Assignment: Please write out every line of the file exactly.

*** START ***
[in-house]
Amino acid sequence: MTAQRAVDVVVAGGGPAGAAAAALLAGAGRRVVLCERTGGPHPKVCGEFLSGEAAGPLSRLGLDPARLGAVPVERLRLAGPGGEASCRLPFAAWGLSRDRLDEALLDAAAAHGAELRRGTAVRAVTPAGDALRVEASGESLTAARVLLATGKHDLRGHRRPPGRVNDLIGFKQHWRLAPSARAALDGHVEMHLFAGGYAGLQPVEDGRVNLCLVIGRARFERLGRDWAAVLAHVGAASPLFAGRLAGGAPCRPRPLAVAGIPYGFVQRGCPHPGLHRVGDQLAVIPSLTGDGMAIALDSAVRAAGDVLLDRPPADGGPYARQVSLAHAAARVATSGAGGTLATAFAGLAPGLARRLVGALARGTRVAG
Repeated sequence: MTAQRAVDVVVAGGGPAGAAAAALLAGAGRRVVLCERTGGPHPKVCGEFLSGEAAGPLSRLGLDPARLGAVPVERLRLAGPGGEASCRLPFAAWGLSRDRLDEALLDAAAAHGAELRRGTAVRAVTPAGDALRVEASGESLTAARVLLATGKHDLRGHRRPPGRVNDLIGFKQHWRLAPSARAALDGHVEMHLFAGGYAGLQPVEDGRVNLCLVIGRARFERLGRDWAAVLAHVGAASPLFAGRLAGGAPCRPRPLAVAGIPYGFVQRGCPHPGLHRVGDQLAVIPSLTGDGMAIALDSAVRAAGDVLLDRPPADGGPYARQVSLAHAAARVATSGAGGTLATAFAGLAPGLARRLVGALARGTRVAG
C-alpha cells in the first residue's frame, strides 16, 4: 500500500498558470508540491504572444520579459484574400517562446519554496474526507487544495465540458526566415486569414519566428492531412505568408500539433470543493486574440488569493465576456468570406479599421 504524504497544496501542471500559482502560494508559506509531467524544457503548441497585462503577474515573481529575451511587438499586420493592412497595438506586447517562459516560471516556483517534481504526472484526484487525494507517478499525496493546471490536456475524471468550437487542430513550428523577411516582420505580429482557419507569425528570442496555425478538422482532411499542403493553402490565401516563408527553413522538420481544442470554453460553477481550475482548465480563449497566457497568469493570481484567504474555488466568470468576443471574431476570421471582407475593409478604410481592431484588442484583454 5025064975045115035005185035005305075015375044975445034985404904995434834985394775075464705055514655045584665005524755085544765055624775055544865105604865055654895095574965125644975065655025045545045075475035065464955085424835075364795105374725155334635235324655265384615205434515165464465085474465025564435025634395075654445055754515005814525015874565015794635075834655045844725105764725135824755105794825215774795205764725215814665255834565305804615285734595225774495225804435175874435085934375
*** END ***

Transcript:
[in-house]
Amino acid sequence: MTAQRAVDVVVAGGGPAGAAAAALLAGAGRRVVLCERTGGPHPKVCGEFLSGEAAGPLSRLGLDPARLGAVPVERLRLAGPGGEASCRLPFAAWGLSRDRLDEALLDAAAAHGAELRRGTAVRAVTPAGDALRVEASGESLTAARVLLATGKHDLRGHRRPPGRVNDLIGFKQHWRLAPSARAALDGHVEMHLFAGGYAGLQPVEDGRVNLCLVIGRARFERLGRDWAAVLAHVGAASPLFAGRLAGGAPCRPRPLAVAGIPYGFVQRGCPHPGLHRVGDQLAVIPSLTGDGMAIALDSAVRAAGDVLLDRPPADGGPYARQVSLAHAAARVATSGAGGTLATAFAGLAPGLARRLVGALARGTRVAG
Repeated sequence: MTAQRAVDVVVAGGGPAGAAAAALLAGAGRRVVLCERTGGPHPKVCGEFLSGEAAGPLSRLGLDPARLGAVPVERLRLAGPGGEASCRLPFAAWGLSRDRLDEALLDAAAAHGAELRRGTAVRAVTPAGDALRVEASGESLTAARVLLATGKHDLRGHRRPPGRVNDLIGFKQHWRLAPSARAALDGHVEMHLFAGGYAGLQPVEDGRVNLCLVIGRARFERLGRDWAAVLAHVGAASPLFAGRLAGGAPCRPRPLAVAGIPYGFVQRGCPHPGLHRVGDQLAVIPSLTGDGMAIALDSAVRAAGDVLLDRPPADGGPYARQVSLAHAAARVATSGAGGTLATAFAGLAPGLARRLVGALARGTRVAG
C-alpha cells in the first residue's frame, strides 16, 4: 500500500498558470508540491504572444520579459484574400517562446519554496474526507487544495465540458526566415486569414519566428492531412505568408500539433470543493486574440488569493465576456468570406479599421 504524504497544496501542471500559482502560494508559506509531467524544457503548441497585462503577474515573481529575451511587438499586420493592412497595438506586447517562459516560471516556483517534481504526472484526484487525494507517478499525496493546471490536456475524471468550437487542430513550428523577411516582420505580429482557419507569425528570442496555425478538422482532411499542403493553402490565401516563408527553413522538420481544442470554453460553477481550475482548465480563449497566457497568469493570481484567504474555488466568470468576443471574431476570421471582407475593409478604410481592431484588442484583454 5025064975045115035005185035005305075015375044975445034985404904995434834985394775075464705055514655045584665005524755085544765055624775055544865105604865055654895095574965125644975065655025045545045075475035065464955085424835075364795105374725155334635235324655265384615205434515165464465085474465025564435025634395075654445055754515005814525015874565015794635075834655045844725105764725135824755105794825215774795205764725215814665255834565305804615285734595225774495225804435175874435085934375